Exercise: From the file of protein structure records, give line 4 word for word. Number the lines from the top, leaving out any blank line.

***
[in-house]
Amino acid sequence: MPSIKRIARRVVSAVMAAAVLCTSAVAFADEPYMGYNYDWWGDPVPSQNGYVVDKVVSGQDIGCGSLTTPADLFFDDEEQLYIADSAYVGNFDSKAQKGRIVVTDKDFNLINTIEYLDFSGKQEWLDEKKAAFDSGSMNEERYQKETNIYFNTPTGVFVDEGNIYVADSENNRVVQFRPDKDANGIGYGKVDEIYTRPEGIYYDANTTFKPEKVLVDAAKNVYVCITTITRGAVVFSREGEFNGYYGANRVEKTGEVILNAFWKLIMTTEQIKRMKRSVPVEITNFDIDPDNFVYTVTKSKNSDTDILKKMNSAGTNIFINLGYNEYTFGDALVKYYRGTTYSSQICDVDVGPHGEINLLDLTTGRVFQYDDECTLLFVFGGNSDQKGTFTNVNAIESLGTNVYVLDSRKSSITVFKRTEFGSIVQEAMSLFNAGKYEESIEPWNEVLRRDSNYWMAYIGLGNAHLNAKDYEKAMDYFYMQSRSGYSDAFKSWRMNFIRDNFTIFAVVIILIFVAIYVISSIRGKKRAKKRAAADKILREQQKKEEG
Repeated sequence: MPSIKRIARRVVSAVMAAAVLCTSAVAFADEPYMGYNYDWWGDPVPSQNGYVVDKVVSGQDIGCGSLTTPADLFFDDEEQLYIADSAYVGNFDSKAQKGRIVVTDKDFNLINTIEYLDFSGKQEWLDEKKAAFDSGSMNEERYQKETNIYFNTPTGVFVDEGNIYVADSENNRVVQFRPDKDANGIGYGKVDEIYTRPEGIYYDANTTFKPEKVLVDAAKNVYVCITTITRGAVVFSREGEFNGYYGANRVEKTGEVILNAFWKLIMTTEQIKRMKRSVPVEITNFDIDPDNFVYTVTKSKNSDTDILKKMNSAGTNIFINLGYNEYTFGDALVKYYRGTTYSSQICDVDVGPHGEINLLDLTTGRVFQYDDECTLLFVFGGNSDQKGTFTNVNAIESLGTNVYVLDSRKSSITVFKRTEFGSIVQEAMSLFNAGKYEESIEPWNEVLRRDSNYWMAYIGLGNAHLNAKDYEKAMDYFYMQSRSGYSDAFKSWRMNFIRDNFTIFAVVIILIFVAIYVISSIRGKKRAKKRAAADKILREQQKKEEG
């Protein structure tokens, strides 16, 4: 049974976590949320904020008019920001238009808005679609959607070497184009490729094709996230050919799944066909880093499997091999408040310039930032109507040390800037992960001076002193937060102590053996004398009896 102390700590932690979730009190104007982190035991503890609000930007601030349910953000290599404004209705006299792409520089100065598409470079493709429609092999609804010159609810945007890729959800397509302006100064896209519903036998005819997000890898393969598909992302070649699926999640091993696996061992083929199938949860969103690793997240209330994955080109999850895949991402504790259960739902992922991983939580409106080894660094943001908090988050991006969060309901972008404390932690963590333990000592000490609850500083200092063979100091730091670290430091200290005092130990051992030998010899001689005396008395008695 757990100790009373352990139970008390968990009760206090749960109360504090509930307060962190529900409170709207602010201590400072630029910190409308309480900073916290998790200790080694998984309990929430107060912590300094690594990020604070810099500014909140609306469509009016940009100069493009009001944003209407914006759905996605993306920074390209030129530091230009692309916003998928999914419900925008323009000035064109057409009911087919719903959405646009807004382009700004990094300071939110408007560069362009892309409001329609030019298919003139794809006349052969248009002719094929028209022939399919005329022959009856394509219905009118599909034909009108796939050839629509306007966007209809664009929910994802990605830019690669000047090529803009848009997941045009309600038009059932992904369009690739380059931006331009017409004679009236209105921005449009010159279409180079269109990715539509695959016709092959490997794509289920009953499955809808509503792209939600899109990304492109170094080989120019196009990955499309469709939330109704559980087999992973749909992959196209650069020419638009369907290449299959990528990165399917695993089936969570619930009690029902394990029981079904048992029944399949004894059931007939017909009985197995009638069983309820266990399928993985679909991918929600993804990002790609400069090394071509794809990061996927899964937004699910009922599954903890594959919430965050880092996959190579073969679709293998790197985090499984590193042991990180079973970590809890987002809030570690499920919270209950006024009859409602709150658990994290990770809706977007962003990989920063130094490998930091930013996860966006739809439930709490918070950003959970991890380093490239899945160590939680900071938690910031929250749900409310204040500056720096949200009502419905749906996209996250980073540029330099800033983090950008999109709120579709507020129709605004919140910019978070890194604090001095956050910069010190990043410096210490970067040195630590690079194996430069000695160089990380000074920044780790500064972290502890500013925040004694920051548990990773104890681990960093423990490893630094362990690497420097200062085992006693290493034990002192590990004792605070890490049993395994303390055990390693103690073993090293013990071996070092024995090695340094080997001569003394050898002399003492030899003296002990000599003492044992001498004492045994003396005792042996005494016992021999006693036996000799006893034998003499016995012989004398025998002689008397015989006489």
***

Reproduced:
């Protein structure tokens, strides 16, 4: 049974976590949320904020008019920001238009808005679609959607070497184009490729094709996230050919799944066909880093499997091999408040310039930032109507040390800037992960001076002193937060102590053996004398009896 102390700590932690979730009190104007982190035991503890609000930007601030349910953000290599404004209705006299792409520089100065598409470079493709429609092999609804010159609810945007890729959800397509302006100064896209519903036998005819997000890898393969598909992302070649699926999640091993696996061992083929199938949860969103690793997240209330994955080109999850895949991402504790259960739902992922991983939580409106080894660094943001908090988050991006969060309901972008404390932690963590333990000592000490609850500083200092063979100091730091670290430091200290005092130990051992030998010899001689005396008395008695 757990100790009373352990139970008390968990009760206090749960109360504090509930307060962190529900409170709207602010201590400072630029910190409308309480900073916290998790200790080694998984309990929430107060912590300094690594990020604070810099500014909140609306469509009016940009100069493009009001944003209407914006759905996605993306920074390209030129530091230009692309916003998928999914419900925008323009000035064109057409009911087919719903959405646009807004382009700004990094300071939110408007560069362009892309409001329609030019298919003139794809006349052969248009002719094929028209022939399919005329022959009856394509219905009118599909034909009108796939050839629509306007966007209809664009929910994802990605830019690669000047090529803009848009997941045009309600038009059932992904369009690739380059931006331009017409004679009236209105921005449009010159279409180079269109990715539509695959016709092959490997794509289920009953499955809808509503792209939600899109990304492109170094080989120019196009990955499309469709939330109704559980087999992973749909992959196209650069020419638009369907290449299959990528990165399917695993089936969570619930009690029902394990029981079904048992029944399949004894059931007939017909009985197995009638069983309820266990399928993985679909991918929600993804990002790609400069090394071509794809990061996927899964937004699910009922599954903890594959919430965050880092996959190579073969679709293998790197985090499984590193042991990180079973970590809890987002809030570690499920919270209950006024009859409602709150658990994290990770809706977007962003990989920063130094490998930091930013996860966006739809439930709490918070950003959970991890380093490239899945160590939680900071938690910031929250749900409310204040500056720096949200009502419905749906996209996250980073540029330099800033983090950008999109709120579709507020129709605004919140910019978070890194604090001095956050910069010190990043410096210490970067040195630590690079194996430069000695160089990380000074920044780790500064972290502890500013925040004694920051548990990773104890681990960093423990490893630094362990690497420097200062085992006693290493034990002192590990004792605070890490049993395994303390055990390693103690073993090293013990071996070092024995090695340094080997001569003394050898002399003492030899003296002990000599003492044992001498004492045994003396005792042996005494016992021999006693036996000799006893034998003499016995012989004398025998002689008397015989006489």